Henry Peach Robinson described his passionate enthusiasm for photography in these dramatic terms. He learned photography from Dr. Hugh Diamond's instructions, which had been printed in the Journal of the Photographic Society. In 1857 Robinson abandoned the bookselling trade and opened a photographic studio, specializing in portraits.
Like his friend and colleague Oscar Rejlander, Robinson made combination prints, joining multiple negatives to create a singe image. He adopted a picturesque aesthetic from painting, finding the simplest object to be a worthy subject for artistic rendering. Like many early photographers, Robinson had to give up darkroom work at age thirty-four because of a nervous condition brought on by exposure to toxic photographic chemicals.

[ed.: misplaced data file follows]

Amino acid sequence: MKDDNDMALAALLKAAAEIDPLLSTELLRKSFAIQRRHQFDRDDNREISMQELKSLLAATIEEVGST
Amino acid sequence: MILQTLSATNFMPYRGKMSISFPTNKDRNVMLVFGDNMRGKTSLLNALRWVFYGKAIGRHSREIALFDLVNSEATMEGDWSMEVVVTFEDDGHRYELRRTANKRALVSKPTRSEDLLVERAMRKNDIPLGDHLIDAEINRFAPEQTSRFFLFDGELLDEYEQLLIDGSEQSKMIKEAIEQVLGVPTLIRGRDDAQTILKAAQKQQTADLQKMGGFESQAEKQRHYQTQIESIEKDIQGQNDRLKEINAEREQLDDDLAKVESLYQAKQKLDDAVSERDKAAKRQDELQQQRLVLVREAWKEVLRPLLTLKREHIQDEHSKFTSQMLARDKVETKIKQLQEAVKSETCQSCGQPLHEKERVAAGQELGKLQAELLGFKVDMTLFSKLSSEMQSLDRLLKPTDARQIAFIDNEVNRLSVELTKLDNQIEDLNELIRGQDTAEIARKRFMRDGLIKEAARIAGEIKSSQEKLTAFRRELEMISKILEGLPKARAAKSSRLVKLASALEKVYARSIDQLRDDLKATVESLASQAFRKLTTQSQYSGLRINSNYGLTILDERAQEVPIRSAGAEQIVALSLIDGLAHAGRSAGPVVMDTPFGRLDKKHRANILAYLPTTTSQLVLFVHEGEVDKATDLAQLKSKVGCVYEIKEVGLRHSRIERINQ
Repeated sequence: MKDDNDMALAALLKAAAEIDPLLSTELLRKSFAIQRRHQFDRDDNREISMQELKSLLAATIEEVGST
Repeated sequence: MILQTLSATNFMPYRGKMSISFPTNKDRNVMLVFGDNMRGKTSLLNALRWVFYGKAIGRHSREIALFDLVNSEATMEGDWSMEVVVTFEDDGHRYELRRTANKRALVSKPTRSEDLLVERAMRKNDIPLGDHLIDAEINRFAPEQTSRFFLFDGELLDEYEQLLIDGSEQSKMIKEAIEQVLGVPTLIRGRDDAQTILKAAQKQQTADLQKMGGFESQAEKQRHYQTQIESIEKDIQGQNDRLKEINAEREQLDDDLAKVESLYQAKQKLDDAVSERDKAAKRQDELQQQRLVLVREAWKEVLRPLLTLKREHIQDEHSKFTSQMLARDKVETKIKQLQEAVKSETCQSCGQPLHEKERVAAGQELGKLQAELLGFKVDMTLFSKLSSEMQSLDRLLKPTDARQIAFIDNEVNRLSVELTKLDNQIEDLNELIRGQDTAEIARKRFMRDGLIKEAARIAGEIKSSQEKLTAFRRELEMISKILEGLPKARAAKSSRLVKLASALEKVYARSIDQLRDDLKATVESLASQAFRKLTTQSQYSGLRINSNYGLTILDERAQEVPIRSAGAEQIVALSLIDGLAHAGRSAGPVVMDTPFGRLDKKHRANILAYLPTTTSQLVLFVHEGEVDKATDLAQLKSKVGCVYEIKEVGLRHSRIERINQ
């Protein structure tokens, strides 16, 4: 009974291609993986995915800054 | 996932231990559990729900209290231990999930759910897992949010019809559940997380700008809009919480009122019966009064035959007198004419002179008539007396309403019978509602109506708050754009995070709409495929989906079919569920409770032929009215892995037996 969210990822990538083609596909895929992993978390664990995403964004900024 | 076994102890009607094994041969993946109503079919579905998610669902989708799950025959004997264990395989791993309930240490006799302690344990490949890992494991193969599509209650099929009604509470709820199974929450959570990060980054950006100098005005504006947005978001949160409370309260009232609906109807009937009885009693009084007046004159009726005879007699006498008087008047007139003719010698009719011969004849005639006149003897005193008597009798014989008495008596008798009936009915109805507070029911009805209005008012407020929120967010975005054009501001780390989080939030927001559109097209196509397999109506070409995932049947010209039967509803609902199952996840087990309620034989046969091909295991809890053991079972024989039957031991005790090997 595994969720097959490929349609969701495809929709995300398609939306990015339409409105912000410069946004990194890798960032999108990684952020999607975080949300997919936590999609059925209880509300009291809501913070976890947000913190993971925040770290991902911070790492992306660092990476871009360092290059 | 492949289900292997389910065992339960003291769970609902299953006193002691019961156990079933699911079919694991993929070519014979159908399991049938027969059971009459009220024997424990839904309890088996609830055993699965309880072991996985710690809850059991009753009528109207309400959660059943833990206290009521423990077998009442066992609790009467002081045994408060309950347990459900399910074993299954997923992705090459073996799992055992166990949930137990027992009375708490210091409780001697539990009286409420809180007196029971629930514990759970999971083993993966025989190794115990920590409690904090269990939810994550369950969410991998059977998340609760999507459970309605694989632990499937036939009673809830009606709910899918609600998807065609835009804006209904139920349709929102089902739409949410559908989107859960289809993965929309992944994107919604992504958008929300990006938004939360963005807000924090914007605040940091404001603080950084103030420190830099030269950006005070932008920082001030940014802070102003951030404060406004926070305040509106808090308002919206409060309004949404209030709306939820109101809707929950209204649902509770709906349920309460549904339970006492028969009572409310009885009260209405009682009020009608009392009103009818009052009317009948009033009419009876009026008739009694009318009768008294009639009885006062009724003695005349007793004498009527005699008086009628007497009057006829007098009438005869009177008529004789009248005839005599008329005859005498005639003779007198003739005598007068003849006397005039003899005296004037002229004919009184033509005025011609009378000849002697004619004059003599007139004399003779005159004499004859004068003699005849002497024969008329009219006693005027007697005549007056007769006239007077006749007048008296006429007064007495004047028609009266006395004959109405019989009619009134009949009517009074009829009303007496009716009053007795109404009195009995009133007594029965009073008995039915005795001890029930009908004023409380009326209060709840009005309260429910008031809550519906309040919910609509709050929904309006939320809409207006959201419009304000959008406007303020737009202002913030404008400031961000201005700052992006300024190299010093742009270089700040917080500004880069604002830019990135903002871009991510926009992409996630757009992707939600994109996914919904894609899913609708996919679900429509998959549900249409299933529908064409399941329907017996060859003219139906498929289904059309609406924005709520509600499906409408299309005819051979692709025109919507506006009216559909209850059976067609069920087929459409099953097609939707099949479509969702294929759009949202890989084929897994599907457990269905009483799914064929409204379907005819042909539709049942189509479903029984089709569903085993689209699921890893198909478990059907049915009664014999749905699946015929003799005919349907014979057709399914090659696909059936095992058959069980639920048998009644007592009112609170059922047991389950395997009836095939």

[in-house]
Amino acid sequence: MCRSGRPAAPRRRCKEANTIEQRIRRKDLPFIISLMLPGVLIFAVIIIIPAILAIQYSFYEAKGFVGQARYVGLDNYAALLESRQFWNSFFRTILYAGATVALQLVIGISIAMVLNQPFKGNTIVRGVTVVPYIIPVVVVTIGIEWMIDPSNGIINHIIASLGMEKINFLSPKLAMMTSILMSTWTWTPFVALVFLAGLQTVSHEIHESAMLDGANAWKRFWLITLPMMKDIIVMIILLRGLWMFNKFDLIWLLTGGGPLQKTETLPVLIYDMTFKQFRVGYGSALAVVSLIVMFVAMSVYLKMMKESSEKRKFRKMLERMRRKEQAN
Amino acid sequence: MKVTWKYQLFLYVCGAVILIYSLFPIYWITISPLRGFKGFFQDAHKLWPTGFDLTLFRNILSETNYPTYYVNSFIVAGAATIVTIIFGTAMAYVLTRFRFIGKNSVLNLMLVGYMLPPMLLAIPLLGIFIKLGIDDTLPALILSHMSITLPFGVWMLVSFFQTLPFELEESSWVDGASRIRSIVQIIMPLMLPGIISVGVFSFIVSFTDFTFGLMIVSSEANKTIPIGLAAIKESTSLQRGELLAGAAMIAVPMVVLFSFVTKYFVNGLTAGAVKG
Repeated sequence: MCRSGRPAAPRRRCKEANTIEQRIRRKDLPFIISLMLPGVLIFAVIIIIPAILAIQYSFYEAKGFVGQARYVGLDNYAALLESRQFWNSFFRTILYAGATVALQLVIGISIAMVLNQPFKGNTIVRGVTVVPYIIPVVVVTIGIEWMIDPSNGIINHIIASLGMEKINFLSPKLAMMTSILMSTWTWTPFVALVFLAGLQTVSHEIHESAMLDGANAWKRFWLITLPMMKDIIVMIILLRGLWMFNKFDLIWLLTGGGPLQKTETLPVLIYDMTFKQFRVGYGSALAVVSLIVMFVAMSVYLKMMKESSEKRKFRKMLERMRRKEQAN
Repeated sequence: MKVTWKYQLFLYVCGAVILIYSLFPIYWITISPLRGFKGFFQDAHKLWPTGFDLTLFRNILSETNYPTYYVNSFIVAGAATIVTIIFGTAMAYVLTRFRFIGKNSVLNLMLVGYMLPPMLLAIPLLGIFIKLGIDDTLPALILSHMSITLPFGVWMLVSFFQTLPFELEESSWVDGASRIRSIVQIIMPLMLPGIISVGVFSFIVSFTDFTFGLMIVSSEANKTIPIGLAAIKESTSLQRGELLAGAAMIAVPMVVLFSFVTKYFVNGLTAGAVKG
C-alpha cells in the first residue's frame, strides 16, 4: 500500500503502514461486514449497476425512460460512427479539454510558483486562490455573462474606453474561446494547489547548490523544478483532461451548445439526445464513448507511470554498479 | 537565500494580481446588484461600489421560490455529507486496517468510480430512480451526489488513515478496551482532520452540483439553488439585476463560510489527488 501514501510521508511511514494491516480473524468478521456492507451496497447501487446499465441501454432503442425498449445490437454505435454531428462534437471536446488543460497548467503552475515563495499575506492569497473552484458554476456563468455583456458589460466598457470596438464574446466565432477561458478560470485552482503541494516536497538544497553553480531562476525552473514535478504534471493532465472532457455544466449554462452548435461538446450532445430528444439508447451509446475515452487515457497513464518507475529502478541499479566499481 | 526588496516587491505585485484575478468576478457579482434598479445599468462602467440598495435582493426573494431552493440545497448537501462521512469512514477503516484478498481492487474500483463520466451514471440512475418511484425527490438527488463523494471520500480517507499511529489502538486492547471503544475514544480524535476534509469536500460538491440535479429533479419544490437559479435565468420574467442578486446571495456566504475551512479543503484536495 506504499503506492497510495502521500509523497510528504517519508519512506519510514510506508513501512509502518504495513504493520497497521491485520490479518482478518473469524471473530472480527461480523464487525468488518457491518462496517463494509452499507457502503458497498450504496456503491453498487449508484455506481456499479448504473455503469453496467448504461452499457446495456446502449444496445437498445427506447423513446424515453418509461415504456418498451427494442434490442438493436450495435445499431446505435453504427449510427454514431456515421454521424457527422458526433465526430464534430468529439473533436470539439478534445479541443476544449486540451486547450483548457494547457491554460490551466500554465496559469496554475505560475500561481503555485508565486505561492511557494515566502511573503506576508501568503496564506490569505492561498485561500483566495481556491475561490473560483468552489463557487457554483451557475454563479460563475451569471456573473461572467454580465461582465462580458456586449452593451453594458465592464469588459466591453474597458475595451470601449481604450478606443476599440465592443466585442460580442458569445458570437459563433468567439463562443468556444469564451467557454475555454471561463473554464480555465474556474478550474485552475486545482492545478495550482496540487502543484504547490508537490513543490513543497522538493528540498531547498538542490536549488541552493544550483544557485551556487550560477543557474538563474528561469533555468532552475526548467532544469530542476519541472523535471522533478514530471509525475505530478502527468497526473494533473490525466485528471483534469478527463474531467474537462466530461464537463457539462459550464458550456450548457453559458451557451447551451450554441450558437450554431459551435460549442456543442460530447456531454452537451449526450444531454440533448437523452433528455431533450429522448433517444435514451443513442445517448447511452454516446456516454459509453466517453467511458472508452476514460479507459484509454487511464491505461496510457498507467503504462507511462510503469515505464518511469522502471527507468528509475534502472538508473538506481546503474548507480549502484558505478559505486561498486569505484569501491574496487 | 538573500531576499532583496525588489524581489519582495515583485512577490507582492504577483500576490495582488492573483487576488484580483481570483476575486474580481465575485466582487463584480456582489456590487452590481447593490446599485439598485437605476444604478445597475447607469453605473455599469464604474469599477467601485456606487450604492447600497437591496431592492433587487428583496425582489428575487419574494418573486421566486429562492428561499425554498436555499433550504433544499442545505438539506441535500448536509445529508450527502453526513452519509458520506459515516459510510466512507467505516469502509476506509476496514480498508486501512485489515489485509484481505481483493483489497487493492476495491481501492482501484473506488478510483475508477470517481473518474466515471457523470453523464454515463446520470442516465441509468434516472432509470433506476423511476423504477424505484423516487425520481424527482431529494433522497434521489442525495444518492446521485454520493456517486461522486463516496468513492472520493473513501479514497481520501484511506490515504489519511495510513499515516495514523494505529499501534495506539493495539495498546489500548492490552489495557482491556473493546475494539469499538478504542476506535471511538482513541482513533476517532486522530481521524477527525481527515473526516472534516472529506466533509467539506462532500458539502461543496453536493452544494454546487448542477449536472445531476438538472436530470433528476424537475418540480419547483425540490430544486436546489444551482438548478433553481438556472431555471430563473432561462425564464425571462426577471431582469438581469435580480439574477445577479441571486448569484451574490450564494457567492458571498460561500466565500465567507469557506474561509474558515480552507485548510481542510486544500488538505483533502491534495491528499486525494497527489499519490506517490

Robinson continued an active involvement in photography. He wrote the influential Pictorial Effect in Photography, Being Hints on Composition and Chiaroscuro for Photographers, first published in 1868. In 1891 Robinson and several others formed the Linked Ring, a society of photographers who had grown disillusioned by the photographic establishment as represented by the Photographic Society. He eventually succumbed to the poisonous effects of photographic chemicals.